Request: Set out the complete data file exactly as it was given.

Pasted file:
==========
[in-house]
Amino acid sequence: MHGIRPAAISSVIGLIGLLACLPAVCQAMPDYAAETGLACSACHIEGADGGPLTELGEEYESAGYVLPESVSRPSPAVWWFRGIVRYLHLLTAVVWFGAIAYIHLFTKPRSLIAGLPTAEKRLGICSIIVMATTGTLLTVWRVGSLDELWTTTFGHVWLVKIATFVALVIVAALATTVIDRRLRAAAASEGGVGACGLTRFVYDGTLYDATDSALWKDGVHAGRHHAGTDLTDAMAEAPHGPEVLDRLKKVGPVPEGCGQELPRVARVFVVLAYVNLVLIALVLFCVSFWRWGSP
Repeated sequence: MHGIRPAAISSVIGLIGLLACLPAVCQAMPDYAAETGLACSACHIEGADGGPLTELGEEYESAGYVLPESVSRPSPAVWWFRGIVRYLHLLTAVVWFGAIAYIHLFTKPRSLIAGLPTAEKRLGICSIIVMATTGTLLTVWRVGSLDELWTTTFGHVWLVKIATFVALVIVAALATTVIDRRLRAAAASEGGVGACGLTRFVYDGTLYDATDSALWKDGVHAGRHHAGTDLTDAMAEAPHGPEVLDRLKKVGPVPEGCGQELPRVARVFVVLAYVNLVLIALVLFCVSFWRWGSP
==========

[in-house]
Amino acid sequence: MHGIRPAAISSVIGLIGLLACLPAVCQAMPDYAAETGLACSACHIEGADGGPLTELGEEYESAGYVLPESVSRPSPAVWWFRGIVRYLHLLTAVVWFGAIAYIHLFTKPRSLIAGLPTAEKRLGICSIIVMATTGTLLTVWRVGSLDELWTTTFGHVWLVKIATFVALVIVAALATTVIDRRLRAAAASEGGVGACGLTRFVYDGTLYDATDSALWKDGVHAGRHHAGTDLTDAMAEAPHGPEVLDRLKKVGPVPEGCGQELPRVARVFVVLAYVNLVLIALVLFCVSFWRWGSP
Repeated sequence: MHGIRPAAISSVIGLIGLLACLPAVCQAMPDYAAETGLACSACHIEGADGGPLTELGEEYESAGYVLPESVSRPSPAVWWFRGIVRYLHLLTAVVWFGAIAYIHLFTKPRSLIAGLPTAEKRLGICSIIVMATTGTLLTVWRVGSLDELWTTTFGHVWLVKIATFVALVIVAALATTVIDRRLRAAAASEGGVGACGLTRFVYDGTLYDATDSALWKDGVHAGRHHAGTDLTDAMAEAPHGPEVLDRLKKVGPVPEGCGQELPRVARVFVVLAYVNLVLIALVLFCVSFWRWGSP